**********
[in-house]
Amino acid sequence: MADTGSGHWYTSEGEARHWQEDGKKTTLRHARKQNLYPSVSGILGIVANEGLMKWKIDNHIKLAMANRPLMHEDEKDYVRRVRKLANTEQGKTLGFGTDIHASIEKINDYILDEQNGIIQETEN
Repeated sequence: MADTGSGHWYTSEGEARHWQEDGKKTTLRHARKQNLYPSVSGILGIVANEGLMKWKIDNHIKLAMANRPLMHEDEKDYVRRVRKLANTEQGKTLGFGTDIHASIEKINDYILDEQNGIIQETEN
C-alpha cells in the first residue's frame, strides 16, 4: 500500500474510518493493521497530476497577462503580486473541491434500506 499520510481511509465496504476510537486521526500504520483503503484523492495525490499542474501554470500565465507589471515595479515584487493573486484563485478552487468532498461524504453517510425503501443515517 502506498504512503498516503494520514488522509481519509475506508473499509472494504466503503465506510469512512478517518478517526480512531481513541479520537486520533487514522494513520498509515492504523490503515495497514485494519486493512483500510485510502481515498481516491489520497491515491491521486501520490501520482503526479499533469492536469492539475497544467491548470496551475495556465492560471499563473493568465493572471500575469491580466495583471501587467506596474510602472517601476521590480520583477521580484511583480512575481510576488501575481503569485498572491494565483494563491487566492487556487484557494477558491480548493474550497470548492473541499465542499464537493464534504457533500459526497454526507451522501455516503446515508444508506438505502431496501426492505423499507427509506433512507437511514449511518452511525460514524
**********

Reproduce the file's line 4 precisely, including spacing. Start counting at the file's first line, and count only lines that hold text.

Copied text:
C-alpha cells in the first residue's frame, strides 16, 4: 500500500474510518493493521497530476497577462503580486473541491434500506 499520510481511509465496504476510537486521526500504520483503503484523492495525490499542474501554470500565465507589471515595479515584487493573486484563485478552487468532498461524504453517510425503501443515517 502506498504512503498516503494520514488522509481519509475506508473499509472494504466503503465506510469512512478517518478517526480512531481513541479520537486520533487514522494513520498509515492504523490503515495497514485494519486493512483500510485510502481515498481516491489520497491515491491521486501520490501520482503526479499533469492536469492539475497544467491548470496551475495556465492560471499563473493568465493572471500575469491580466495583471501587467506596474510602472517601476521590480520583477521580484511583480512575481510576488501575481503569485498572491494565483494563491487566492487556487484557494477558491480548493474550497470548492473541499465542499464537493464534504457533500459526497454526507451522501455516503446515508444508506438505502431496501426492505423499507427509506433512507437511514449511518452511525460514524